Protests in Lebanon continue in support of Palestine

Hezbollah leader Hassan Nasrallah is celebrated on posters made by the movement’s supporters, the dominant demographic in the south of Lebanon [Tessa Fox/Al Jazeera]

Adaisseh, Lebanon – Protests in solidarity with Palestine continue in Lebanon with marches planned on Monday as Israeli air raids killed nearly 200 people in Gaza.

Palestinian refugees and Lebanese civilians travelled to the border with Israel on Sunday for the third consecutive day, proudly waving Palestinian flags and banners of the Hezbollah and Amal movements.

Suzanne al-Akhtah, 39, from Ain al-Hilweh camp in Saida, Lebanon’s largest Palestinian refugee camp, shouted in rage from the hill she was standing on, expressing her longing to visit her home in Haifa, now within the borders of Israel.

“I’m coming here to see my country because I can’t step in my country, I can’t go back to my country, so I want to see it from here,” al-Akhtah explained to Al Jazeera.

“The right is with us… We’re the people of the cause and hopefully, the youngest Palestinian child will get to go to Palestine and step foot in their homeland.”

Suzanne al-Akhtah, 39, lives in Lebanon’s largest Palestinian refugee camp Ain al-Hilweh in Saida [Tessa Fox/Al Jazeera]

More than 400,000 Palestinian refugees are registered in Lebanon, according to the UN agency for Palestinian refugees, UNRWA, though only about half are estimated to still live in the country, which is currently facing extreme economic hardship.

“Why don’t we have any rights? Why are we refugees? We don’t want to be refugees. The land is ours we want to go back… We cry for our land,” al-Akhtah said.

Hezbollah has called for a march through its stronghold of Dahieh in south Beirut on Monday night, with the turnout expected to be high considering the area hosts 20,000 Palestinian refugees.

Centre of all Arab causes

Dozens of Lebanese soldiers, along with peacekeepers from the United Nations Interim Force in Lebanon (UNIFIL), were deployed to keep the people at a safe distance from the wall.

Along the border wall leading to the village of Adaisseh, families took selfies with their children overlooking historical Palestine, while men sat in social clusters.

Born in what he described as a Hezbollah resistance village in the south of Lebanon, Ali Khiam, 25, told Al Jazeera the Palestinian’s plight is the centre of all Arab causes.

“What is happening in Palestine is very harsh and we are here trying to help them in any way by standing here in solidarity, and on social media with our words,” Khiam said, adding he hoped to one day be able to enter Palestine.

Young men use ropes to climb the border wall with Israel as soldiers ready to fire rubber-coated steel bullets [Tessa Fox/Al Jazeera]

Below, at the foot of the concrete wall topped with metal fencing, about 30 young men attempted to knock down the metal fence and a door in the wall.

Some took turns to pull themselves up a rope they tied to the wall to attach Palestinian and Hezbollah flags, as Israeli soldiers fired rubber-coated steel bullets into the air.

About 100 people were spread out at the top of the hill, cheering on the men and cursing the Israelis.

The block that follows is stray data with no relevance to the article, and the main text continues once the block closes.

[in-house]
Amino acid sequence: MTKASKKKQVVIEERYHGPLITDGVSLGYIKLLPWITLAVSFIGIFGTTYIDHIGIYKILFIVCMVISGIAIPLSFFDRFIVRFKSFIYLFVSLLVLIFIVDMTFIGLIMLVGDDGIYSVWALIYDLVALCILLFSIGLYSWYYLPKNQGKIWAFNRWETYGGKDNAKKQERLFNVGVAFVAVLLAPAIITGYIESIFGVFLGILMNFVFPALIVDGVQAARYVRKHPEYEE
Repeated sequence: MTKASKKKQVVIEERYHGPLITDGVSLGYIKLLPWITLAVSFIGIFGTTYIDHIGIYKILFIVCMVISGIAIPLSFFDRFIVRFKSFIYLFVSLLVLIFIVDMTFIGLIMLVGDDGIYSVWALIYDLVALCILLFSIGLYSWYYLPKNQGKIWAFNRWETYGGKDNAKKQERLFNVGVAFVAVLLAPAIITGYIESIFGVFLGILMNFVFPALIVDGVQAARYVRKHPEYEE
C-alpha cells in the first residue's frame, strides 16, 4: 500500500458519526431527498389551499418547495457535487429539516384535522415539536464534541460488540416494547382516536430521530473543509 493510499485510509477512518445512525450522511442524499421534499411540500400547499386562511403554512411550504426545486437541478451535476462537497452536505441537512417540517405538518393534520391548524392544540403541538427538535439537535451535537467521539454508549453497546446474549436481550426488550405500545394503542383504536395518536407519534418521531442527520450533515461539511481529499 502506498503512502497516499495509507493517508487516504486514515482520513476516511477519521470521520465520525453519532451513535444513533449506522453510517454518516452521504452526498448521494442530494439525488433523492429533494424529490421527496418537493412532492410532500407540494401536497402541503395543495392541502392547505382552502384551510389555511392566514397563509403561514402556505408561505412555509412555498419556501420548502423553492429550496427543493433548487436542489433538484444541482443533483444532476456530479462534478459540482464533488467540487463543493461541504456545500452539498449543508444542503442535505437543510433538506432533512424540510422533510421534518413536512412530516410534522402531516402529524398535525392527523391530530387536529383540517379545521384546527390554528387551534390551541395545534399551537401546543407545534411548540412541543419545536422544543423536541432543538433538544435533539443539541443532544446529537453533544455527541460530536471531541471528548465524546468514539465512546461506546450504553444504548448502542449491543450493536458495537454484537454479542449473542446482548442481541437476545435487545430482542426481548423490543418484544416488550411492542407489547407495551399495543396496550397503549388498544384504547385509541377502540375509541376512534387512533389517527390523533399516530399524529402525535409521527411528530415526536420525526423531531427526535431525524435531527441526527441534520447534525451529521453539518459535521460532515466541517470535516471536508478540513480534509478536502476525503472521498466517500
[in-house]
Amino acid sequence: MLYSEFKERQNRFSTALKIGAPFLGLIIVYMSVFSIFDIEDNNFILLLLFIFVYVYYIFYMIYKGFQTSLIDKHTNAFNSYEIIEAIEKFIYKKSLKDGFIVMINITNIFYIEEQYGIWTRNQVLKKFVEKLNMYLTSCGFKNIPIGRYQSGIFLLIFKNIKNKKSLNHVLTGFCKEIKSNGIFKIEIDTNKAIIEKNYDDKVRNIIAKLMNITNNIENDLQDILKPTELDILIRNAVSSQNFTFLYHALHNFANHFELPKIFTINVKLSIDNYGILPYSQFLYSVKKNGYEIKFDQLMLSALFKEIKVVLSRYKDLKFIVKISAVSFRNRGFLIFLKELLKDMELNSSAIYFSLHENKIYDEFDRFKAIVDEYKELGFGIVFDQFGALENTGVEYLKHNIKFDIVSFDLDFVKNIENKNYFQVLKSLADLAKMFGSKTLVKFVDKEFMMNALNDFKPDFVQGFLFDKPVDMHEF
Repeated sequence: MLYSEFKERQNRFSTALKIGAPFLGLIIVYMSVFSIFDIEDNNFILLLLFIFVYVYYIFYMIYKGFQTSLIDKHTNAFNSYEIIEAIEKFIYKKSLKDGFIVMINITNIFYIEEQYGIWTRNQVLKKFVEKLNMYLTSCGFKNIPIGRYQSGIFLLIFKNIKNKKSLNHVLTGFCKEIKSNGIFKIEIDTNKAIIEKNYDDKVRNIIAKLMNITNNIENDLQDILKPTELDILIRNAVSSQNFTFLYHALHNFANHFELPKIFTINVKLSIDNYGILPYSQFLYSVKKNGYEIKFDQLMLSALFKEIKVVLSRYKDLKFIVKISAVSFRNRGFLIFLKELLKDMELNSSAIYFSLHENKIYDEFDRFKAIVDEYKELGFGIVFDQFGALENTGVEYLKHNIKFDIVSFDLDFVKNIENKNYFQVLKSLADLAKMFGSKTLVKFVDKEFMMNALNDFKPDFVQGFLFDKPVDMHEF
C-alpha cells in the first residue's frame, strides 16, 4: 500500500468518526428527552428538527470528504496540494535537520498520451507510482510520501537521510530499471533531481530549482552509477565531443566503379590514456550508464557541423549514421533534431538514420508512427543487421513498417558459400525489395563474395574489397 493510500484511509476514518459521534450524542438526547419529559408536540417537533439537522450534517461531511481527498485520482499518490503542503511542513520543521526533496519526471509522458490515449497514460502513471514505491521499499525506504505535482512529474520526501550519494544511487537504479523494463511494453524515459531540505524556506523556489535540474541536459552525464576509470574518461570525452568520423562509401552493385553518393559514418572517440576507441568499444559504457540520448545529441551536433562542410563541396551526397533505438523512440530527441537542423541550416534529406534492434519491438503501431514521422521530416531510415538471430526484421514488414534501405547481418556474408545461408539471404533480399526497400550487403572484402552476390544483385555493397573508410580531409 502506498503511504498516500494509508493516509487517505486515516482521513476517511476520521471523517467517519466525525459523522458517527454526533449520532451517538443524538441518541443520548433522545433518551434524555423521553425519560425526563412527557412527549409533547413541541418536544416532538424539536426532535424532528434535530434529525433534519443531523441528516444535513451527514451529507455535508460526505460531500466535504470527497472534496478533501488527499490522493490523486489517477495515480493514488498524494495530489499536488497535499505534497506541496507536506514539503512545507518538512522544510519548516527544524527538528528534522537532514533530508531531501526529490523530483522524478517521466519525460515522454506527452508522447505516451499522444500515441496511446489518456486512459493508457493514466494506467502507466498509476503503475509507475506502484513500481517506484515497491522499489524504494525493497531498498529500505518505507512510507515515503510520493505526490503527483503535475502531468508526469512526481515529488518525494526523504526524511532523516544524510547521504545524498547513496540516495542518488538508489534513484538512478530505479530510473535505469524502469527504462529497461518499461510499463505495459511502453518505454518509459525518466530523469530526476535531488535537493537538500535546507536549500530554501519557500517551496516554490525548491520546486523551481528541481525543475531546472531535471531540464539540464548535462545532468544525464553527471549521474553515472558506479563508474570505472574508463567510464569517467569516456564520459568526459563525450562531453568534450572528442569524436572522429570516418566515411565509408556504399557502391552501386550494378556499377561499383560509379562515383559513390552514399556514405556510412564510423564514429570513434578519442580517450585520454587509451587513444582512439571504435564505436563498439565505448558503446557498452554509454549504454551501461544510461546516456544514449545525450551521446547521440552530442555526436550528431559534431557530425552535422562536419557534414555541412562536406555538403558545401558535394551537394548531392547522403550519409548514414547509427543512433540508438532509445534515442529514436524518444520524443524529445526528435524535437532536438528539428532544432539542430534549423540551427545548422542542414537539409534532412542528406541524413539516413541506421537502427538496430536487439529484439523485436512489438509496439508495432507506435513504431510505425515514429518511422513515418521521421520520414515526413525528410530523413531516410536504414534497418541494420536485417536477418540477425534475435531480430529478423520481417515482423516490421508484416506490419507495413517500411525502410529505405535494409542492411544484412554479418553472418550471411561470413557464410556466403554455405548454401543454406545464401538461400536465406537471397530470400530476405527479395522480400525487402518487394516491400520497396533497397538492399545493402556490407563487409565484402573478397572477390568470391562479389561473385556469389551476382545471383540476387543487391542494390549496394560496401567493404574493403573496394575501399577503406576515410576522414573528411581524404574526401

One of the locals told Al Jazeera the men were showing bravery in climbing the wall, given that Lebanese citizen Mohamed Tahan had been shot and killed by Israeli forces on Friday.

The Lebanese government condemned the attack. His body, carried by fellow Hezbollah members, was laid to rest in Adloun on Saturday.

Lebanese soldiers were deployed along the border to try and deter protesters from getting too close to the wall [Tessa Fox/Al Jazeera]

Mohammad, 29, who asked his last name be withheld as he travels regularly for work, told Al Jazeera he is proud of the number of people going to the border, though he is against people climbing the wall.

“I just want to stand in solidarity and peace at the border. I don’t see anything else coming from climbing the wall, except a war,” Mohammad said.

“I need to have something to fight with to go and free the Palestinians, I can’t just climb the wall and face the Israelis. This poses a danger for my country and a possible war.”

‘Peaceful ways to show solidarity’

Israel invaded Lebanon in 1982 during the Lebanese civil war and captured a strip of land in 1985. The Israeli army withdrew from south Lebanon in 2000 and UNIFIL was tasked with monitoring the withdrawal.

Crowds of Palestinian refugees and Lebanese citizens amass on the hill overlooking the border with Israel, cheering on young men climbing the wall [Tessa Fox/Al Jazeera]

In 2006, Lebanon faced its own war with Israel sparked by a cross-border raid by Hezbollah, which had taken over the south of Lebanon. More than 1,000 Lebanese civilians were killed.

The Maronite Patriarch Bechara al-Rahi warned of exposing Lebanon to new wars in his Sunday sermon.

“These uncontrolled conflicts have cost all the Lebanese people enough [and] the Lebanese people are not ready to destroy their country again, more than it has already been destroyed,” al-Rahi said.

“There are peaceful ways to show solidarity with the Palestinian people without getting involved on a military level.”

While there were no injuries on Sunday, three people wounded on Saturday at the border were taken to Marjayoun Hospital, two with injuries sustained by tear gas inhalation and one after falling from the wall.

Wearing a Palestinian keffiyeh and bearing the flag of PLO leader Yasser Arafat, this woman was the oldest in attendance at solidarity protests in the Lebanese border village of Adaisseh [Tessa Fox/Al Jazeera]
Source: Al Jazeera